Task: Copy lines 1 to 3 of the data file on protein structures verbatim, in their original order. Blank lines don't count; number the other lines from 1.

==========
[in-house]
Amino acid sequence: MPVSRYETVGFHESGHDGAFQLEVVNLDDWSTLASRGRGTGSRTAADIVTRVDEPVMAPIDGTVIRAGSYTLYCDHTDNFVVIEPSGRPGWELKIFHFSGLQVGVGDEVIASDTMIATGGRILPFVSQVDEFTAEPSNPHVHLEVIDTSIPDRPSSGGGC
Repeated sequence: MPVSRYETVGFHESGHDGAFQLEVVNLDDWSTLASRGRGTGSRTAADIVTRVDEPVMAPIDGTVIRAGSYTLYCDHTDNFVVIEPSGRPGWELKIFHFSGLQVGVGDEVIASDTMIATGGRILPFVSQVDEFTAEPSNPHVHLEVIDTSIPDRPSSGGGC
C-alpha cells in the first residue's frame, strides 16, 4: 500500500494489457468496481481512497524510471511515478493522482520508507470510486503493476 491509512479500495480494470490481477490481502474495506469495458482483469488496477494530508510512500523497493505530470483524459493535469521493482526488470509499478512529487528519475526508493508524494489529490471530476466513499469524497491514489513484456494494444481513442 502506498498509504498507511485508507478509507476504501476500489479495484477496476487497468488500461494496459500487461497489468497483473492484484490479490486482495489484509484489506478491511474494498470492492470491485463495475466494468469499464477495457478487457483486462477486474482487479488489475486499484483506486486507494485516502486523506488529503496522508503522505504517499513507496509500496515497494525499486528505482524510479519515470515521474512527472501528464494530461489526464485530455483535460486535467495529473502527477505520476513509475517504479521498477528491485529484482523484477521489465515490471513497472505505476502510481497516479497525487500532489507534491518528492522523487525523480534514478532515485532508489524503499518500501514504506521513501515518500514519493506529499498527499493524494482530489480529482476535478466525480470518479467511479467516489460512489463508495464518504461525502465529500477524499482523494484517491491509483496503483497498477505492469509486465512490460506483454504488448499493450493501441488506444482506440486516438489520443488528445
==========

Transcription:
[in-house]
Amino acid sequence: MPVSRYETVGFHESGHDGAFQLEVVNLDDWSTLASRGRGTGSRTAADIVTRVDEPVMAPIDGTVIRAGSYTLYCDHTDNFVVIEPSGRPGWELKIFHFSGLQVGVGDEVIASDTMIATGGRILPFVSQVDEFTAEPSNPHVHLEVIDTSIPDRPSSGGGC
Repeated sequence: MPVSRYETVGFHESGHDGAFQLEVVNLDDWSTLASRGRGTGSRTAADIVTRVDEPVMAPIDGTVIRAGSYTLYCDHTDNFVVIEPSGRPGWELKIFHFSGLQVGVGDEVIASDTMIATGGRILPFVSQVDEFTAEPSNPHVHLEVIDTSIPDRPSSGGGC